Reasons Why Two-Year Law Degrees Aren’t Worth the Hassle
Law schools across the United States are scrambling to find ways to entice students to choose law over other degree programs. One such tactic, that President Obama himself endorsed in 2013, is for law schools to offer an accelerated degree program that would span two years instead of the standard three to four.
In the beginning, this incentive seemed like the ace up the sleeve to get law school attendance back on track. However, after several years in practice, many law schools (and students) are realizing that a shortened timeframe isn’t the winning hand they thought.
Two Will Get You…
Although some students have had success with two-year programs, recent findings show that the disadvantages trump the benefits—at least as the programs are currently set up.
- Shorter commitment. Obviously the commitment required for a two-year program is going to be less than the commitment for a three-year program. This allows students an extra year to develop skills and find internships for practical education, rather than wasting another year taking unnecessary courses to meet the third-year requirements.
- Lower living expenses. As the commitment to the school is a year shorter, campus housing and living expenses are reduced. Instead of paying higher campus prices, once the degree is completed students can look for cheaper accommodations away from the school.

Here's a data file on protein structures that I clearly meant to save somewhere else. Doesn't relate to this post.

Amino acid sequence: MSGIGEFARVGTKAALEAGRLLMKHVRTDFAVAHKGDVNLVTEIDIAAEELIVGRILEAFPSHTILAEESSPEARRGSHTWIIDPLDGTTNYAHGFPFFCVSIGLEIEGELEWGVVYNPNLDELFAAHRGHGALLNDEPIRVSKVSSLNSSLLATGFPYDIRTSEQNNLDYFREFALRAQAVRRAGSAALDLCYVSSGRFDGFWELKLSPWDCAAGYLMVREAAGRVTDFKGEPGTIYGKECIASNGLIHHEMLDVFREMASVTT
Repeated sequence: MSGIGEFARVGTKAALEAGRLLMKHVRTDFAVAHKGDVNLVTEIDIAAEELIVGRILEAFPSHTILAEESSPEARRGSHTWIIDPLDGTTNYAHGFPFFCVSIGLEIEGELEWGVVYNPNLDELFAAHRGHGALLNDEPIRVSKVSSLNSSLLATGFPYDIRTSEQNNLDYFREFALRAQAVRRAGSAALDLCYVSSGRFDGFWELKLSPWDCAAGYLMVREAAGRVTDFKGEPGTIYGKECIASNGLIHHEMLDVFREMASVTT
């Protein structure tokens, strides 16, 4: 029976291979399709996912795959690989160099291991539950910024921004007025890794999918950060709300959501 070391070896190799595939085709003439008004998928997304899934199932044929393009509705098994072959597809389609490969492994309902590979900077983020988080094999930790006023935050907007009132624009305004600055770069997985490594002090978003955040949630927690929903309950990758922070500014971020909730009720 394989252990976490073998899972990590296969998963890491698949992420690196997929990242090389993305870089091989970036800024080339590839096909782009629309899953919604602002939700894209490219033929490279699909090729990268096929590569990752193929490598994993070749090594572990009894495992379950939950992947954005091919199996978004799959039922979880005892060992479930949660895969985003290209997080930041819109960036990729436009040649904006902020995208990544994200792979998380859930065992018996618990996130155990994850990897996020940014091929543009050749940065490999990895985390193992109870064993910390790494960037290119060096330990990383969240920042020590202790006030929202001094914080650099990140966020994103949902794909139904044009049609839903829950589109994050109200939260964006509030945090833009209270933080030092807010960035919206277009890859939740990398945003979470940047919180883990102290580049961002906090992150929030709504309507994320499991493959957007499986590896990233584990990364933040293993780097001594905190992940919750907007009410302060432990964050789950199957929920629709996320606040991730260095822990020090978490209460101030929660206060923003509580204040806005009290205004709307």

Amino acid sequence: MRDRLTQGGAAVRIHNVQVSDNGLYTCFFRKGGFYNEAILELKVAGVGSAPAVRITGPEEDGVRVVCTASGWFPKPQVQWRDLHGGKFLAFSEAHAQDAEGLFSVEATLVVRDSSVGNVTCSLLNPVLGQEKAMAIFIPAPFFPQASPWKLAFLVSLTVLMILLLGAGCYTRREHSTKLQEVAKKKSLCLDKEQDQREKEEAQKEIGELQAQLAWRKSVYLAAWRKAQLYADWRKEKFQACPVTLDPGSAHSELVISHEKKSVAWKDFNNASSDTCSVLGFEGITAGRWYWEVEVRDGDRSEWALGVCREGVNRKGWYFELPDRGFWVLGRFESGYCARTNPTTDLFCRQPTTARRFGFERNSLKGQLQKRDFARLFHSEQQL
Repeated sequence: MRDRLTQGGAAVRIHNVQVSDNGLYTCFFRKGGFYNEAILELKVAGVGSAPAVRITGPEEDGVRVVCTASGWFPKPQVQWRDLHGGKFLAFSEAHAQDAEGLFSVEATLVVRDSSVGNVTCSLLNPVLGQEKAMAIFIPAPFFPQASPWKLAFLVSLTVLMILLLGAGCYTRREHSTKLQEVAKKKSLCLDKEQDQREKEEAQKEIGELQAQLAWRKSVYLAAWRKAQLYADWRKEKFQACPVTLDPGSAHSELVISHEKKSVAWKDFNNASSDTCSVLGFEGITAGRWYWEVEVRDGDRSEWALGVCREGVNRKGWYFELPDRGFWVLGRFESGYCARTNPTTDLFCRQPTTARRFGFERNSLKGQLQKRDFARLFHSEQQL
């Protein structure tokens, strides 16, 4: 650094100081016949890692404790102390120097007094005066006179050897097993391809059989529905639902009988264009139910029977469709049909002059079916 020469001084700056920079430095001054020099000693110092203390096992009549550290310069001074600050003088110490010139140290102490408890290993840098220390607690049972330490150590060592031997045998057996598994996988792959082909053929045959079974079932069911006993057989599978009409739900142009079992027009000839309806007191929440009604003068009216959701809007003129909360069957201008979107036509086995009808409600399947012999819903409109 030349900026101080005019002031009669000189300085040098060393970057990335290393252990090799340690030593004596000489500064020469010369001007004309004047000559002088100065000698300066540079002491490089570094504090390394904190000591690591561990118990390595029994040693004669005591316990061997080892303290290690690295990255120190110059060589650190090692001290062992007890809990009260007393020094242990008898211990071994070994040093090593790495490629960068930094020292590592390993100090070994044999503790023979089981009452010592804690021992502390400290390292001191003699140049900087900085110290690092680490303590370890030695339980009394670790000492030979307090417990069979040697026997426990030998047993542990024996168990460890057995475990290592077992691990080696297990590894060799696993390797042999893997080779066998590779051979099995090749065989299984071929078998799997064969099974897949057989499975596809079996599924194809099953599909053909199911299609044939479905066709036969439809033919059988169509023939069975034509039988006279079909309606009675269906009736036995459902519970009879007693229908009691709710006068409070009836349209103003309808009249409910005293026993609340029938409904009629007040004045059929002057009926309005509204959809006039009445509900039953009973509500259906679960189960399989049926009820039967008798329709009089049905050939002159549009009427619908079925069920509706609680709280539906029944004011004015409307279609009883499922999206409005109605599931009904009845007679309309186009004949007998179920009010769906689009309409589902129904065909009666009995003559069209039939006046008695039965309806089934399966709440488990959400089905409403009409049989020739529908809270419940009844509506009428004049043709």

- Better opportunities for older (experienced) students. A two-year program is ideal for older students who are rejoining the educational field after already acquiring real world experience. In addition to the program being accelerated (which gets them back to work sooner), it doesn’t affect their already established work experience. For example, after graduation, a younger student still needs to build up her resume before a firm will even think about hiring her. However, if the older student already has a decent resume (he was merely lacking the educational credentials), than he’s all set to begin his applying for higher-end jobs.
- Application difficulties increase. In order to qualify for shortened programs, students must undergo a formal interview, either in person or via Skype. The purpose of the interview is to ensure that they understand the amount of work that will be required, as well as to determine if they are physically and mentally prepared for the challenge.
- School loans remain high. Even though the program’s timeframe is abridged, the American Bar Association’s requirements for a degree remain the same. As such, instead of getting rid of unnecessary courses, a two-year degree simply stuffs more credit hours into each semester. Therefore, students are still paying the same amount per credit hour, they’re just forced to pay it back sooner, as loan pay-off generally begins a year after graduation.
- Workload increases. Since the number of courses remain the same but are required to be finished in a lesser timeframe, students’ workload increases by approximately 66% each year.
Call or Fold?
Considering the high price—both financially and mentally—do you think an accelerated law degree program would be good for future attorneys? Would you have gambled your sanity for the potential benefits, or would you have waited for a better hand?